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Cast of Thousands

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MARK MCKINNEY’S NEIGHBORS MUST think his apartment is haunted. Voices—some with weird European accents, others squawking like chickens—resonate through the walls of the two-bedroom place the Saturday Night Live regular shares with his wife, Marina Gharabegian, and their infant son, Christopher, on Manhattan’s Upper West Side. “They’re all these different people who live in Mark’s head,” explains Gharabegian, 28, a former caterer who married McKinney last September. “Mark will start talking to me in a character’s voice, and a few days later it will end up on television.”

Using that method, McKinney, 33, created the Chicken Lady, a shrill featherbrain he first played (in beak and dress) as one of the Kids in the Hall, the celebrated troupe of Canadian sketch comics who performed from 1984 to 1994. McKinney’s most recent character is Don Roritor, the villainous drug-company tycoon he plays in Kids in the Hall’s first movie, Brain Candy, which opened nationally on April 12.

Today, though, McKinney is speaking for himself. Very softly. Christopher Thomas Russell McKinney, born on March 4, is napping in his nursery, and his puffy-eyed dad (who has been getting by on five hours of sleep) is determined not to wake him. Fatherhood really isn’t much of a change, McKinney insists: “You just have to make this adjustment to go without sleep.”

McKinney could have used a nap after shooting Brain Candy last summer. The movie, with Dave Foley, Kevin McDonald, Bruce McCulloch and Scott Thompson, showcases all five in multiple roles. Besides evil executive Roritor—who is marketing a feel-good drug called Gleemonex as if it were a Snickers bar—McKinney turns up as a dopey cop, a Croatian cabbie, a nerdy chemist and a talk show diva. “Mark is like Peter Sellers,” says McDonald. “He can do accents at the drop of a hat.”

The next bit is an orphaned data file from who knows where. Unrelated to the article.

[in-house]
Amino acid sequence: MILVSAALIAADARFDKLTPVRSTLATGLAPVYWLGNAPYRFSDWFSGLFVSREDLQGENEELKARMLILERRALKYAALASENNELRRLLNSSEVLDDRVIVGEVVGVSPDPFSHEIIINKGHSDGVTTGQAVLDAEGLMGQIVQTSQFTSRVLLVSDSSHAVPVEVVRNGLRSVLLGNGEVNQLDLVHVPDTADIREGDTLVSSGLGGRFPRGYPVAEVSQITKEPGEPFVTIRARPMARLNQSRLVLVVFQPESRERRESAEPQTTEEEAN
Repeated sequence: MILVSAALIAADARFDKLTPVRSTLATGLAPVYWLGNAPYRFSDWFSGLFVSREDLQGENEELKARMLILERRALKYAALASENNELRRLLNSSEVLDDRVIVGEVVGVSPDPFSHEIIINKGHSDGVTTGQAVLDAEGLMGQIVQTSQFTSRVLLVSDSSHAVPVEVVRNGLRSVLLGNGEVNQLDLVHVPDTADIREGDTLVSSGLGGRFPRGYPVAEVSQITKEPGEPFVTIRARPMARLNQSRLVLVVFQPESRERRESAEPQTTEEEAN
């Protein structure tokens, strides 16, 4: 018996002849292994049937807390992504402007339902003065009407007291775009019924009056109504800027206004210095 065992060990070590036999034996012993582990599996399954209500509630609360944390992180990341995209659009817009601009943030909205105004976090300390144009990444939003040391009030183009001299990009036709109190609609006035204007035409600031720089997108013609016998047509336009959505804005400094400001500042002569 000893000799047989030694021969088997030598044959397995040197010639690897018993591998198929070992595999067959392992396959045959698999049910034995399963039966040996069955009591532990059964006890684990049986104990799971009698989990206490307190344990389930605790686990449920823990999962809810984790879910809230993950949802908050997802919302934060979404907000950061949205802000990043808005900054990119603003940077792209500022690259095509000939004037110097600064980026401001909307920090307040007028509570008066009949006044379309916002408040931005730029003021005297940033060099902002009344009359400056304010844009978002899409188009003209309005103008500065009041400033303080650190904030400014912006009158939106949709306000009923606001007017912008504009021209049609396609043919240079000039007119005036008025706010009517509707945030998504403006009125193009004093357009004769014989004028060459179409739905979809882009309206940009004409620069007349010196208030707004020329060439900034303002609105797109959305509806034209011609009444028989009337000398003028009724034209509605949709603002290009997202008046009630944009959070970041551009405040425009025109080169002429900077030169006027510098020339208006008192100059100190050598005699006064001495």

McKinney has heard a lot of exotic speech patterns firsthand. His father, Russell, is a retired Canadian career diplomat, and his mother, Chloe, is an architectural writer. “I was a diplomatic brat,” says McKinney, who was born in Ottawa but moved with his family—including sister Jayne (now 39 and a children’s shelter manager) and brother Nick (27 and also a comedian)—to postings around the world. He went on to study at Memorial University in Newfoundland in 1980. “I was not a serious student,” he says. But before flunking out in his freshman year, he worked at the campus radio station, where he had his first brush with comedy. “I did funny voices for commercials,” he says.

Moving to Calgary, Alta., in the late 1980s, he hooked up with McCulloch and Norm Hiscock (now an SNL writer), and the three formed a comedy troupe, the Audience. Then, in 1983, McKinney and McCulloch set out for Toronto, where they teamed with Foley and McDonald, who called themselves the Kids in the Hall. Their name came from a famous Jack Benny aside, “I got that one from the kids in the hall”—a reference to the gag writers who hung around outside his office.

Benny, presumably, would have blanched at these Kids, who deal in dark humor (one sketch has trappers slaying yuppies, then selling their Armani “pelts”) and often dress in drag. By 1989 the Kids had become a national phenomenon, and SNL producer—and fellow Canadian—Lome Michaels signed them to a CBC series that began that year. (The show is now in reruns on Comedy Central.) They taped their last show in 1994 and have begun to prosper on their own. Foley now stars on NBC’s NewsRadio; McDonald was in National Lampoon’s Senior Trip; Thompson is a regular on The Larry Sanders Show; and McKinney, hired as an SNL regular in January 1995, survived last summer’s cast purge to emerge as one of this season’s stars. “His Steve Forbes impression,” Michaels says, “is brilliant.”

Forbes agrees—with the possible exception of McKinney’s manic giggle. When the publisher announced his presidential candidacy, his daughter Moira told him her greatest fear was that he would be parodied on Saturday Night Live. Forbes appeared as an SNL guest host himself on April 13. “I assured her this was progress,” he says.


MARIA SPEIDEL in Manhattan